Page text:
Organizations have come to accept that hybrid and remote work teams are here to stay. However, as connectivity and network infrastructure continue to grow, so does the threat landscape. Work location flexibility offers many solutions for global enterprises, but it also creates more security risks.
In this archived keynote session, Cassandra Mack, head of security and GRC at Spekit, and Dharmendra Mohan, co-founder and CEO of Sonet.io, explain how evolving security threats affect ever-expanding remote environments. The keynote opened the “10 Security Threats to Your Remote Workforce” live webinar, presented by ITPro Today and sponsored by Sonet.io, on Sept. 13, 2023.
View the entire ‘10 Security Threats’ live webinar on-demand here.
The transcript of the video follows below. Minor edits have been made for clarity.
Cassandra Mack: I think it's safe to say that remote work is not going anywhere. We hear a lot about return-to-work mandates, but the proof is out there that companies are moving even more daily operations out of their buildings, reducing costs, and realizing the value of at least having a hybrid workforce.
If you look back to COVID, IT and security teams were forced to quickly shift and figure out how to go remote. We propelled ourselves forward faster than ever, but we took a lot of shortcuts to get there. Remember Googling, ‘How do we get 650,000 users remote in a short period of time with devices’? We couldn't even order devices then, so it was a huge task we completed. Now we need to take a step back and figure out how we make sure it's right.
How do we get the right size for where we're going? How do we make sure that we have the right tools – not just what we could get cobbled together – to make a solution? Go ahead.
Dharmendra Mohan: Absolutely. With this return-to-work mandate, I don't think that there is one size that fits all. I think different companies and different verticals will behave differently. Some companies are going fully remote, some are fully in-office, while the rest of them are somewhere in between. Ultimately, we need to hire folks with the right skills at the right time. So, we need to cater to everybody, whether they are remote, completely in the office, or hybrid. We need to build the sorts of tools that can cater to all kinds of employees or contractors out there.
CM: That's a good point because the drag on our IT helpdesk and IT teams is felt more than ever. In fact, turnover rates are trending up towards 47% in IT teams because of that excessive workload and the extra strain. So, we need to talk about how we do that. We have quite a few changes coming down through the government that will impact big companies. The SEC is now requiring boards to be more responsible for cybersecurity as well as public companies. That will trickle down to the rest of us, who are not required at that level but are also part of the food chain for those bigger companies.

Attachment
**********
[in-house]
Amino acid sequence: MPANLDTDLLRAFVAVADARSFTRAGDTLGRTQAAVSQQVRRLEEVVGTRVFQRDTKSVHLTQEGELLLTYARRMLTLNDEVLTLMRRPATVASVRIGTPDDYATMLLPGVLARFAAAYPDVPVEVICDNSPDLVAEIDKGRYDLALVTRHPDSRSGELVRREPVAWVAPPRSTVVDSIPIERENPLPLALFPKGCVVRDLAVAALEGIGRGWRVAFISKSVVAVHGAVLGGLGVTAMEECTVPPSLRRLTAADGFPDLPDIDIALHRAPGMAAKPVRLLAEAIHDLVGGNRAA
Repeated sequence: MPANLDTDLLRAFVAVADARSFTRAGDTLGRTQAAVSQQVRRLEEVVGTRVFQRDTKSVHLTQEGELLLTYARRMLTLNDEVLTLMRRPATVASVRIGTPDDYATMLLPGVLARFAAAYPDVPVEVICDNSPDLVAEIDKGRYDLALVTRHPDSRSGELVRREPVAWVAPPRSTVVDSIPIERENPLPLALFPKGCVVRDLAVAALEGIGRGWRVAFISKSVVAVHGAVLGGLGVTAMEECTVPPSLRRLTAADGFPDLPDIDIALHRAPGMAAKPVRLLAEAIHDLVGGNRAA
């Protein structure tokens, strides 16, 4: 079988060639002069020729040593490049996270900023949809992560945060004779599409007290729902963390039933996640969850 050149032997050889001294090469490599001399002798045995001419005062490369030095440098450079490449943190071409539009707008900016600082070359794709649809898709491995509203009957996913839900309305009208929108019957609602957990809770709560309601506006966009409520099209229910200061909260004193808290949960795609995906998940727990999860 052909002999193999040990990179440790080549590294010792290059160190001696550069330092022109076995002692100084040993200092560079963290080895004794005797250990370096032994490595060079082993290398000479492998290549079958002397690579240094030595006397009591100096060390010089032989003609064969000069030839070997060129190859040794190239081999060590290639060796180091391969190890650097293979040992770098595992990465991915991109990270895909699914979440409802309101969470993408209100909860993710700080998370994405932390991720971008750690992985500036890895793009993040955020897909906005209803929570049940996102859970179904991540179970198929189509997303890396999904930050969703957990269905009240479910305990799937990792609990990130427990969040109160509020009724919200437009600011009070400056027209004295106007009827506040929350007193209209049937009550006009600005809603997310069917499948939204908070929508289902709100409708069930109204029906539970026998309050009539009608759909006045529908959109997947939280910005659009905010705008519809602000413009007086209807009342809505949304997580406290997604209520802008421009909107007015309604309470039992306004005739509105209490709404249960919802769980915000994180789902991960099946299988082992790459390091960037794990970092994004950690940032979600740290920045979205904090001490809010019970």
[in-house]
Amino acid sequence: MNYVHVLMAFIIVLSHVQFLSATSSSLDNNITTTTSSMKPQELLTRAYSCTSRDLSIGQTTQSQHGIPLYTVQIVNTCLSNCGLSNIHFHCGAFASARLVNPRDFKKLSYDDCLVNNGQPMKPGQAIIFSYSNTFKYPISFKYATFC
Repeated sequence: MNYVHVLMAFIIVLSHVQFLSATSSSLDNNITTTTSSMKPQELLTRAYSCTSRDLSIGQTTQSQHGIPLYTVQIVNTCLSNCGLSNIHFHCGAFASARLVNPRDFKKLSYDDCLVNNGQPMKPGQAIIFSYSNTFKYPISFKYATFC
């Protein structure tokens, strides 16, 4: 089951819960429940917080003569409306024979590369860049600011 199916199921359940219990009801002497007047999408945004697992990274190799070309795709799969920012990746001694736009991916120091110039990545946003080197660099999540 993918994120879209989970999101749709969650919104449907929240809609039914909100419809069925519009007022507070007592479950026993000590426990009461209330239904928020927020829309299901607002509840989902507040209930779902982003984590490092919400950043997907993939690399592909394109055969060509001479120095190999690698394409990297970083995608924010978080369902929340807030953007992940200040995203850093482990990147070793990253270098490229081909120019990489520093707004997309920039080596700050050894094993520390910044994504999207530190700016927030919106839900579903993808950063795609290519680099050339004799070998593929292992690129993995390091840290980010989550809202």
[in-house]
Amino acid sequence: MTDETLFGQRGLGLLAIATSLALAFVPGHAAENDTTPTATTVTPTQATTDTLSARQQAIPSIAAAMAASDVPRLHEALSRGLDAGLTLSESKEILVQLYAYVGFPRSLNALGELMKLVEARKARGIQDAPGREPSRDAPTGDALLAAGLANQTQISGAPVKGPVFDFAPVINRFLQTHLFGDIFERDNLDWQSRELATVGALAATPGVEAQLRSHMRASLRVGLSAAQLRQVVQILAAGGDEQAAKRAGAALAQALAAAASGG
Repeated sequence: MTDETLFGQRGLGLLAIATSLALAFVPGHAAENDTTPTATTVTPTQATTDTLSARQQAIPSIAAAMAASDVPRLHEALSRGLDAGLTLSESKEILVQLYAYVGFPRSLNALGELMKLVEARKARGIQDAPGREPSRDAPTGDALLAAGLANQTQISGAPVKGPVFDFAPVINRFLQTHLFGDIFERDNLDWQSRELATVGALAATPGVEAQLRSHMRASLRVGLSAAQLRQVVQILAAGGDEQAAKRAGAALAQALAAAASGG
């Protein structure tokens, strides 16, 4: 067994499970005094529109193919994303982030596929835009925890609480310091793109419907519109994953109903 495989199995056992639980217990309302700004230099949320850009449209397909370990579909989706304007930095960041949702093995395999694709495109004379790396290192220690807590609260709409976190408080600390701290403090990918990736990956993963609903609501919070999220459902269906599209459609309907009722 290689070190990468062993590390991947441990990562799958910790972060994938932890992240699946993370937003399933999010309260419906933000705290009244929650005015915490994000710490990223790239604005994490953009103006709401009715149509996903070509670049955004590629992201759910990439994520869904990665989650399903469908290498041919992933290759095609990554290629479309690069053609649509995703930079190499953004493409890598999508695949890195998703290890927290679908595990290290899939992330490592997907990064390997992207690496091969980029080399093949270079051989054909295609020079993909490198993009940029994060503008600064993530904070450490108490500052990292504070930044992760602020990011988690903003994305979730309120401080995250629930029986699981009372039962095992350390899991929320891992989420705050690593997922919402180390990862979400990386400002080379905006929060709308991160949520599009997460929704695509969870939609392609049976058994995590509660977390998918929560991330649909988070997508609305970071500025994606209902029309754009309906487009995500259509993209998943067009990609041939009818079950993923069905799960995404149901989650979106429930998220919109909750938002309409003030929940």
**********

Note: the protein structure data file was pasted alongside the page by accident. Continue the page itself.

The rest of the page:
DM: Right. With the generational and technological shift, all remote workers or users are essentially used to having newer tools in their personal lives. And I think they expect that sort of experience, even with the enterprise tools. Many companies are banning ChatGPT, but there are many use case advantages. We need to build tools that can be used seamlessly from any browser and any device but also be able to protect data.
So, if people are putting company secrets into ChatGPT or sourcing fake data from it and putting it into the applications, we must provide checks and balances. We need to provide these tools that make users productive, but at the same time, have the checks and balances for them to be able to take advantage of all the modern tools.
CM: Yes, that's a key callout, because right now, as a security person, I have almost zero visibility unless I buy an expensive tool for data loss. Even observability, I don't have that. There are big companies that don't want to prioritize that. In their spending, they're considering the other important security tools that need to be put in place. Being able to get that without spending a ton of money is important, so I always tell this story.
Every IT and security person I've met in the last 25 years has a great story about some user. We used to advise checking to see if your computer is plugged in before you call the helpdesk, but it gets even crazier, right? The more you get into IT, the more you realize that users have a lot of access, and they touch many things. And we have tons of users, right? It could be executives, employees, contractors, or your customer base. They tend to do a lot of stupid things that cause us extra work. It's becoming a lot more unpredictable and complicated to manage that while being accountable for the actions that protect our networks.
DM: User error is the biggest cause of security breaches. There is no malintent, but they are just busy and end up committing an error. Our tools need to have built-in guardrails, both for users as well as for IT. If users are downloading sensitive content, it may not be their intention, but if a tool blocks it automatically, then they are good to go. ‘Okay, fine, I don't need to download.’ So, it becomes training for them, as well. Also, from an IT perspective, they need to know how a new user that they've onboarded is behaving.